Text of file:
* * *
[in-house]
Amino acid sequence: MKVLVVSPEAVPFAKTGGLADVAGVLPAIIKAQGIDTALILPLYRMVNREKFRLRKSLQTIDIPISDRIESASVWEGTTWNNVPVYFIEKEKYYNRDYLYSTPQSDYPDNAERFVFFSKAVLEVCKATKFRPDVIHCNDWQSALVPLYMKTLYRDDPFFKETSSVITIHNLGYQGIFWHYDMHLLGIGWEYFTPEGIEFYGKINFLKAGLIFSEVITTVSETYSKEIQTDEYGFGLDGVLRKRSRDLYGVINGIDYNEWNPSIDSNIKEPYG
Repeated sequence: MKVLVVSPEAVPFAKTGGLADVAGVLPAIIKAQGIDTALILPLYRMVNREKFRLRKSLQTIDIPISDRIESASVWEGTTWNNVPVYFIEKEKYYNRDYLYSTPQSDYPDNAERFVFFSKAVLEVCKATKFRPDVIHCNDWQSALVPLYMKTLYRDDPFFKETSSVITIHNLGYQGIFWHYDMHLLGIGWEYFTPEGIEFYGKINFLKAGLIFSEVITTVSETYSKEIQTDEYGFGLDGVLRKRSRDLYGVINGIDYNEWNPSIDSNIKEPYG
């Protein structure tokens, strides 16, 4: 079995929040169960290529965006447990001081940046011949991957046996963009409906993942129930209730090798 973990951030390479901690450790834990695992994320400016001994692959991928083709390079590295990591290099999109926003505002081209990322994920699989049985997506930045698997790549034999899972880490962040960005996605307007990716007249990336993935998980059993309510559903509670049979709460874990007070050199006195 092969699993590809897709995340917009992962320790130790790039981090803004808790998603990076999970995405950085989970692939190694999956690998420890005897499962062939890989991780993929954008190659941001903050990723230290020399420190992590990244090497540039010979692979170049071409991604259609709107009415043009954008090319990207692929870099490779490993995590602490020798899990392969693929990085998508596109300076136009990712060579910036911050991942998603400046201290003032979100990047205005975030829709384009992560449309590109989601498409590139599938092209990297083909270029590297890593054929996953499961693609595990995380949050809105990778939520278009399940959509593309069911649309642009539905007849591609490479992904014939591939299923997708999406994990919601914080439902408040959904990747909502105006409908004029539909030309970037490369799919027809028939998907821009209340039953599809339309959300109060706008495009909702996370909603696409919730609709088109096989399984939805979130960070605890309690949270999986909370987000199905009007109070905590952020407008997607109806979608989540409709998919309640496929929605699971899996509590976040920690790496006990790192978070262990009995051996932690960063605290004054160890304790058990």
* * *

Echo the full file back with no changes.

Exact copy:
[in-house]
Amino acid sequence: MKVLVVSPEAVPFAKTGGLADVAGVLPAIIKAQGIDTALILPLYRMVNREKFRLRKSLQTIDIPISDRIESASVWEGTTWNNVPVYFIEKEKYYNRDYLYSTPQSDYPDNAERFVFFSKAVLEVCKATKFRPDVIHCNDWQSALVPLYMKTLYRDDPFFKETSSVITIHNLGYQGIFWHYDMHLLGIGWEYFTPEGIEFYGKINFLKAGLIFSEVITTVSETYSKEIQTDEYGFGLDGVLRKRSRDLYGVINGIDYNEWNPSIDSNIKEPYG
Repeated sequence: MKVLVVSPEAVPFAKTGGLADVAGVLPAIIKAQGIDTALILPLYRMVNREKFRLRKSLQTIDIPISDRIESASVWEGTTWNNVPVYFIEKEKYYNRDYLYSTPQSDYPDNAERFVFFSKAVLEVCKATKFRPDVIHCNDWQSALVPLYMKTLYRDDPFFKETSSVITIHNLGYQGIFWHYDMHLLGIGWEYFTPEGIEFYGKINFLKAGLIFSEVITTVSETYSKEIQTDEYGFGLDGVLRKRSRDLYGVINGIDYNEWNPSIDSNIKEPYG
């Protein structure tokens, strides 16, 4: 079995929040169960290529965006447990001081940046011949991957046996963009409906993942129930209730090798 973990951030390479901690450790834990695992994320400016001994692959991928083709390079590295990591290099999109926003505002081209990322994920699989049985997506930045698997790549034999899972880490962040960005996605307007990716007249990336993935998980059993309510559903509670049979709460874990007070050199006195 092969699993590809897709995340917009992962320790130790790039981090803004808790998603990076999970995405950085989970692939190694999956690998420890005897499962062939890989991780993929954008190659941001903050990723230290020399420190992590990244090497540039010979692979170049071409991604259609709107009415043009954008090319990207692929870099490779490993995590602490020798899990392969693929990085998508596109300076136009990712060579910036911050991942998603400046201290003032979100990047205005975030829709384009992560449309590109989601498409590139599938092209990297083909270029590297890593054929996953499961693609595990995380949050809105990778939520278009399940959509593309069911649309642009539905007849591609490479992904014939591939299923997708999406994990919601914080439902408040959904990747909502105006409908004029539909030309970037490369799919027809028939998907821009209340039953599809339309959300109060706008495009909702996370909603696409919730609709088109096989399984939805979130960070605890309690949270999986909370987000199905009007109070905590952020407008997607109806979608989540409709998919309640496929929605699971899996509590976040920690790496006990790192978070262990009995051996932690960063605290004054160890304790058990």